Yesterday we talked about Sourcing fabric for The Button Up Pencil. Today we are going to talk about getting the right fit!
The Button Up Pencil is designed to be form fitting. Form fitting garments are fun, but they also require more effort to get them to fit properly. As women we all have different shaped bodies that don’t always fit perfectly into one size. That is the beauty of sewing, we can sew it specifically for our body. When I was creating this pattern, I sewed up a muslin in one of my friends sizes. She didn’t fit into one size so I graded between sizes specifically for her body. When she fit it on, she’s like “oh my word it actually fits! I can’t ever buy pencil skirts that fit!” It just makes me even more excited to sew and teach others how to sew when I hear things like that!
The Button Up Pencil is designed with negative ease at the hips. Negative ease may sound a little scary, but stretch demin and the other fabrics recommended for this pattern stretch out as we wear them. Negative ease also gives a more flattering silhouette. Since denim doesn’t have very good drape and it is heavier weight, you don’t want extra fabric hanging around your hips for this pencil skirt.
When choosing a size, make sure you choose your size based off of the body measurement chart, not the finished garment chart. If you are a size different in your waist and hips (waist being bigger) it is likely that you will be able to size down in the waist since the waistband is cut with some stretch. For example, if your waist falls in a size 8 and your hips in a size 6, you can size down to a straight size 6. Or if you fall in the middle of two sizes, you will want to size down. I would highly recommend sewing up a muslin to check fit issues before cutting into your final fabric!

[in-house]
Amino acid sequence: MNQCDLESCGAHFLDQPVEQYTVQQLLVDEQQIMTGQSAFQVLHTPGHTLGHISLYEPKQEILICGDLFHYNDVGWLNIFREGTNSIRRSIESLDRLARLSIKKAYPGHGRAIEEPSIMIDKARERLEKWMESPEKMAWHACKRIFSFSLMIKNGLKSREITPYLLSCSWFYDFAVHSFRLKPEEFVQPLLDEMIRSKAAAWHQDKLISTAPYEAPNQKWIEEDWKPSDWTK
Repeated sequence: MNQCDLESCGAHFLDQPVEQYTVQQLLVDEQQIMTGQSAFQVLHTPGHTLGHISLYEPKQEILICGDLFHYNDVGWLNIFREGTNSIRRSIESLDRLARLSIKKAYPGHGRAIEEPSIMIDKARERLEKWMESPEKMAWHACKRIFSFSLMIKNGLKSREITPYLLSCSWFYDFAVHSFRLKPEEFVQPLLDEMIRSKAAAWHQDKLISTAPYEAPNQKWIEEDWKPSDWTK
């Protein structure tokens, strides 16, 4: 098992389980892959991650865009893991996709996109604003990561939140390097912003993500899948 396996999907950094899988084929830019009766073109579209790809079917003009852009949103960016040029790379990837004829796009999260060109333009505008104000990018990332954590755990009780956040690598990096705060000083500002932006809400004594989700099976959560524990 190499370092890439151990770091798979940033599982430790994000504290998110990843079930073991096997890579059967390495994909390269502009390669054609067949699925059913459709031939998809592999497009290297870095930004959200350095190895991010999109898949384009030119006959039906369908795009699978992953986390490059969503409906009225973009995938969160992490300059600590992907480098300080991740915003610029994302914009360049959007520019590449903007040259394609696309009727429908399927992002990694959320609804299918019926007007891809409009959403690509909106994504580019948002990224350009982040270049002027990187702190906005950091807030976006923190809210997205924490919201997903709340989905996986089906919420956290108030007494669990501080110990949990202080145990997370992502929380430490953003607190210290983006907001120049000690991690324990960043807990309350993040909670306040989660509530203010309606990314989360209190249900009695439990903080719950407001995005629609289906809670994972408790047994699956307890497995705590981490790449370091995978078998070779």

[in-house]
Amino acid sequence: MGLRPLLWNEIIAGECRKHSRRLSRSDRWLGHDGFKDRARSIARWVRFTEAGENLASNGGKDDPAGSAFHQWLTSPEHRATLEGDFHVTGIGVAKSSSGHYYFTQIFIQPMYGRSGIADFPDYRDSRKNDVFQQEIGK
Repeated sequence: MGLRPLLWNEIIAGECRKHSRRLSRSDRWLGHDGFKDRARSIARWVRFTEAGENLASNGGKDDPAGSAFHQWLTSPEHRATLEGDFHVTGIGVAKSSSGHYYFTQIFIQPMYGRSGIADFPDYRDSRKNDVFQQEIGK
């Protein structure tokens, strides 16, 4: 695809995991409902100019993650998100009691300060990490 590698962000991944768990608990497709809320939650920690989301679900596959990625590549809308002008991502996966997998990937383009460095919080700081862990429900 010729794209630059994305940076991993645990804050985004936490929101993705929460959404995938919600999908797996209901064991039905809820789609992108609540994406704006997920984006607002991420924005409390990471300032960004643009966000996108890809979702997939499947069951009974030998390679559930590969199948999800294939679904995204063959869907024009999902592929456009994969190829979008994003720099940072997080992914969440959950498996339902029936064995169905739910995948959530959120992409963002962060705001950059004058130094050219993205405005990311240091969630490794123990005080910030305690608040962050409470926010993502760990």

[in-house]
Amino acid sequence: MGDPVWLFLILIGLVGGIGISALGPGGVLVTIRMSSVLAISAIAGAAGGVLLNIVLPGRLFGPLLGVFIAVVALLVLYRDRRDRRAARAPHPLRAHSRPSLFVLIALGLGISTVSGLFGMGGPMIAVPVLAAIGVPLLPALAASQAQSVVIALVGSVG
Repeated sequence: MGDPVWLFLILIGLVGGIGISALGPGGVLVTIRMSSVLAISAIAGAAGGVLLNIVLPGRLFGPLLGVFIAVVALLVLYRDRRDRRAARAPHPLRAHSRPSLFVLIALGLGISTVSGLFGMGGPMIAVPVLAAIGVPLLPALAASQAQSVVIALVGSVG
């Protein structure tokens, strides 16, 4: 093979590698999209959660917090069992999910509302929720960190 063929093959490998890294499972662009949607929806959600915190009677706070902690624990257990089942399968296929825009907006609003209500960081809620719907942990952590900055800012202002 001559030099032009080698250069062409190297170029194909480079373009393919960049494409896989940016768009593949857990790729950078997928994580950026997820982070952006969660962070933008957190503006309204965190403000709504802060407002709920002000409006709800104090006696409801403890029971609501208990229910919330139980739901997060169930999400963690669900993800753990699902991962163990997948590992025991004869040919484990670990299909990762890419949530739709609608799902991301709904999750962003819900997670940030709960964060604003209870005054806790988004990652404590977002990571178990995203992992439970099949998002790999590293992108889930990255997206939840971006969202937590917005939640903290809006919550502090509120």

If you are wanting a skirt that fits a little looser, you can simply add a little width by gradually drawing a line starting at the top and tapering out a tiny bit. If you want a more fitted skirt, keep the hip size the same, but gradually tapper in below the hip for even more of a pencil fit. If you do this however, you may need to add a slit.
The customizations and fit adjustments to this skirt are limitless, however I strongly suggest sewing a muslin before cutting into your good fabric. Even if you don’t make any adjustments to the pattern, I always recommend sewing a muslin first because all of our body types are so different. By sewing a muslin you can get a feel for how the fit is on you specifically. You can make any adjustments from there before proceeding to your good fabric.
Sewing a muslin is super easy. You will want to get fabric that has the same properties as the fabric you will be sewing with. I scored a bottom weight fabric at JoAnne’s on the clearance rack for $3.50 a yard. Keep an eye out for sales and clearances and stock up on some fabric when you see it!